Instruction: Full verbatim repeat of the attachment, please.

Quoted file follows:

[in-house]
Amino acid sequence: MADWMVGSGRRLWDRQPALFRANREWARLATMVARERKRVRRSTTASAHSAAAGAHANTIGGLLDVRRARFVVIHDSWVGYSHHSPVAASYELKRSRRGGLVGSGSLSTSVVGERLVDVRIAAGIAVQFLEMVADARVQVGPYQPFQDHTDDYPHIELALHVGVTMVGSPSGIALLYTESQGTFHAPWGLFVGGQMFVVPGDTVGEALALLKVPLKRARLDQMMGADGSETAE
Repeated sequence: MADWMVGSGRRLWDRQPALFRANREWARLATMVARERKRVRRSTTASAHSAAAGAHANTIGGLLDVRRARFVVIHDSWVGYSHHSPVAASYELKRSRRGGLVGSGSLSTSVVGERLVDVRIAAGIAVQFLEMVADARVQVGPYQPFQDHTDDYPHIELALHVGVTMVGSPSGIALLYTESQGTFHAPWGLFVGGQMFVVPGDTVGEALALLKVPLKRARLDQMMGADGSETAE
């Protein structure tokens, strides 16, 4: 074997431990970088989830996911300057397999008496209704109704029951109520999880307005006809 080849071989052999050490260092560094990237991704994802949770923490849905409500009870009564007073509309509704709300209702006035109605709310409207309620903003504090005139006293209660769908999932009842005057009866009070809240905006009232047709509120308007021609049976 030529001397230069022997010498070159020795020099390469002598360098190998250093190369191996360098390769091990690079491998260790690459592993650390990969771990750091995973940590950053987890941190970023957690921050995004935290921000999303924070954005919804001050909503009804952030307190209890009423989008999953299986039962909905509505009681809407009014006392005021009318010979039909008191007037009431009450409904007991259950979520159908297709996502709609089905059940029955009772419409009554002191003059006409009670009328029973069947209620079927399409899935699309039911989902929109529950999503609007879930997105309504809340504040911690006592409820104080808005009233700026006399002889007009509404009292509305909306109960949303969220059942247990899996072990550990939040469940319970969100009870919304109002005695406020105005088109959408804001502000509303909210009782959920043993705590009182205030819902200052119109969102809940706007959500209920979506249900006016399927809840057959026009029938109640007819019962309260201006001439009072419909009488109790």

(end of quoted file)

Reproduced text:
[in-house]
Amino acid sequence: MADWMVGSGRRLWDRQPALFRANREWARLATMVARERKRVRRSTTASAHSAAAGAHANTIGGLLDVRRARFVVIHDSWVGYSHHSPVAASYELKRSRRGGLVGSGSLSTSVVGERLVDVRIAAGIAVQFLEMVADARVQVGPYQPFQDHTDDYPHIELALHVGVTMVGSPSGIALLYTESQGTFHAPWGLFVGGQMFVVPGDTVGEALALLKVPLKRARLDQMMGADGSETAE
Repeated sequence: MADWMVGSGRRLWDRQPALFRANREWARLATMVARERKRVRRSTTASAHSAAAGAHANTIGGLLDVRRARFVVIHDSWVGYSHHSPVAASYELKRSRRGGLVGSGSLSTSVVGERLVDVRIAAGIAVQFLEMVADARVQVGPYQPFQDHTDDYPHIELALHVGVTMVGSPSGIALLYTESQGTFHAPWGLFVGGQMFVVPGDTVGEALALLKVPLKRARLDQMMGADGSETAE
């Protein structure tokens, strides 16, 4: 074997431990970088989830996911300057397999008496209704109704029951109520999880307005006809 080849071989052999050490260092560094990237991704994802949770923490849905409500009870009564007073509309509704709300209702006035109605709310409207309620903003504090005139006293209660769908999932009842005057009866009070809240905006009232047709509120308007021609049976 030529001397230069022997010498070159020795020099390469002598360098190998250093190369191996360098390769091990690079491998260790690459592993650390990969771990750091995973940590950053987890941190970023957690921050995004935290921000999303924070954005919804001050909503009804952030307190209890009423989008999953299986039962909905509505009681809407009014006392005021009318010979039909008191007037009431009450409904007991259950979520159908297709996502709609089905059940029955009772419409009554002191003059006409009670009328029973069947209620079927399409899935699309039911989902929109529950999503609007879930997105309504809340504040911690006592409820104080808005009233700026006399002889007009509404009292509305909306109960949303969220059942247990899996072990550990939040469940319970969100009870919304109002005695406020105005088109959408804001502000509303909210009782959920043993705590009182205030819902200052119109969102809940706007959500209920979506249900006016399927809840057959026009029938109640007819019962309260201006001439009072419909009488109790």